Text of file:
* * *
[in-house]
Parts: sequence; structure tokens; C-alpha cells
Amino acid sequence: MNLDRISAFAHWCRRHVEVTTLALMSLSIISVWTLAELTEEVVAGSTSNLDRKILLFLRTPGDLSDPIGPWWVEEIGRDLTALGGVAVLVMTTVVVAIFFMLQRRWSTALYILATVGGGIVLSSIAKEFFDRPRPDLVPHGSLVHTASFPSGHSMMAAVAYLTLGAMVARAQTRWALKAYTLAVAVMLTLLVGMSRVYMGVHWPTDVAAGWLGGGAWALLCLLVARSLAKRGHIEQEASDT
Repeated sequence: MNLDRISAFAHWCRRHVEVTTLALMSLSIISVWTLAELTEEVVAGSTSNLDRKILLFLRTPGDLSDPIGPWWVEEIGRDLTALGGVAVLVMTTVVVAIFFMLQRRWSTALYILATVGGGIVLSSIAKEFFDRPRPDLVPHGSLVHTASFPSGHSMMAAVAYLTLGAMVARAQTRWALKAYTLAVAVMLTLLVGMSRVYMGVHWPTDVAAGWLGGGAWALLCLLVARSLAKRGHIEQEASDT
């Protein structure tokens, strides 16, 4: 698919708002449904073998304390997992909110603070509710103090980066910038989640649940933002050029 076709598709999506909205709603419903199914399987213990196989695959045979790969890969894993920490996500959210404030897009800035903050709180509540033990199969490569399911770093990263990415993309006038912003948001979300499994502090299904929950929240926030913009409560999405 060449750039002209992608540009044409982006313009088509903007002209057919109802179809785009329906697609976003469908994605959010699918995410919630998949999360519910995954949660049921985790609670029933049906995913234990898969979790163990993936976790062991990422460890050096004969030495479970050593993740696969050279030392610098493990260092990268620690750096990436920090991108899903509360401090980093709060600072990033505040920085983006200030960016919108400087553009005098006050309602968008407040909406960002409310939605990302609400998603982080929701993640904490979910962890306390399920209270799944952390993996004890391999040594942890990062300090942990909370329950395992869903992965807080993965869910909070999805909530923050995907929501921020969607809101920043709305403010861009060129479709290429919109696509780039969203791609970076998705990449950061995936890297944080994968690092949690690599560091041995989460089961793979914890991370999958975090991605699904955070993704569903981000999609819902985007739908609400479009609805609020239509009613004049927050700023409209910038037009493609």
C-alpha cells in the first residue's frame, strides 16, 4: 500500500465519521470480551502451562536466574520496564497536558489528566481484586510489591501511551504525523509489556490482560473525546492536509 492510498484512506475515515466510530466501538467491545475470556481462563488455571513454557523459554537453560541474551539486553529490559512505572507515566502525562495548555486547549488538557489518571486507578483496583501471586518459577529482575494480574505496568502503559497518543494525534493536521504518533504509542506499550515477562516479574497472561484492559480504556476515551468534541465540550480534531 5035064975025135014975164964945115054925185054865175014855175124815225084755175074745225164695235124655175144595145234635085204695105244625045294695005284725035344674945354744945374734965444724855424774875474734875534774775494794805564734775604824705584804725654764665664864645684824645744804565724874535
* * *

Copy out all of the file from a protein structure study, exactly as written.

[in-house]
Parts: sequence; structure tokens; C-alpha cells
Amino acid sequence: MNLDRISAFAHWCRRHVEVTTLALMSLSIISVWTLAELTEEVVAGSTSNLDRKILLFLRTPGDLSDPIGPWWVEEIGRDLTALGGVAVLVMTTVVVAIFFMLQRRWSTALYILATVGGGIVLSSIAKEFFDRPRPDLVPHGSLVHTASFPSGHSMMAAVAYLTLGAMVARAQTRWALKAYTLAVAVMLTLLVGMSRVYMGVHWPTDVAAGWLGGGAWALLCLLVARSLAKRGHIEQEASDT
Repeated sequence: MNLDRISAFAHWCRRHVEVTTLALMSLSIISVWTLAELTEEVVAGSTSNLDRKILLFLRTPGDLSDPIGPWWVEEIGRDLTALGGVAVLVMTTVVVAIFFMLQRRWSTALYILATVGGGIVLSSIAKEFFDRPRPDLVPHGSLVHTASFPSGHSMMAAVAYLTLGAMVARAQTRWALKAYTLAVAVMLTLLVGMSRVYMGVHWPTDVAAGWLGGGAWALLCLLVARSLAKRGHIEQEASDT
């Protein structure tokens, strides 16, 4: 698919708002449904073998304390997992909110603070509710103090980066910038989640649940933002050029 076709598709999506909205709603419903199914399987213990196989695959045979790969890969894993920490996500959210404030897009800035903050709180509540033990199969490569399911770093990263990415993309006038912003948001979300499994502090299904929950929240926030913009409560999405 060449750039002209992608540009044409982006313009088509903007002209057919109802179809785009329906697609976003469908994605959010699918995410919630998949999360519910995954949660049921985790609670029933049906995913234990898969979790163990993936976790062991990422460890050096004969030495479970050593993740696969050279030392610098493990260092990268620690750096990436920090991108899903509360401090980093709060600072990033505040920085983006200030960016919108400087553009005098006050309602968008407040909406960002409310939605990302609400998603982080929701993640904490979910962890306390399920209270799944952390993996004890391999040594942890990062300090942990909370329950395992869903992965807080993965869910909070999805909530923050995907929501921020969607809101920043709305403010861009060129479709290429919109696509780039969203791609970076998705990449950061995936890297944080994968690092949690690599560091041995989460089961793979914890991370999958975090991605699904955070993704569903981000999609819902985007739908609400479009609805609020239509009613004049927050700023409209910038037009493609």
C-alpha cells in the first residue's frame, strides 16, 4: 500500500465519521470480551502451562536466574520496564497536558489528566481484586510489591501511551504525523509489556490482560473525546492536509 492510498484512506475515515466510530466501538467491545475470556481462563488455571513454557523459554537453560541474551539486553529490559512505572507515566502525562495548555486547549488538557489518571486507578483496583501471586518459577529482575494480574505496568502503559497518543494525534493536521504518533504509542506499550515477562516479574497472561484492559480504556476515551468534541465540550480534531 5035064975025135014975164964945115054925185054865175014855175124815225084755175074745225164695235124655175144595145234635085204695105244625045294695005284725035344674945354744945374734965444724855424774875474734875534774775494794805564734775604824705584804725654764665664864645684824645744804565724874535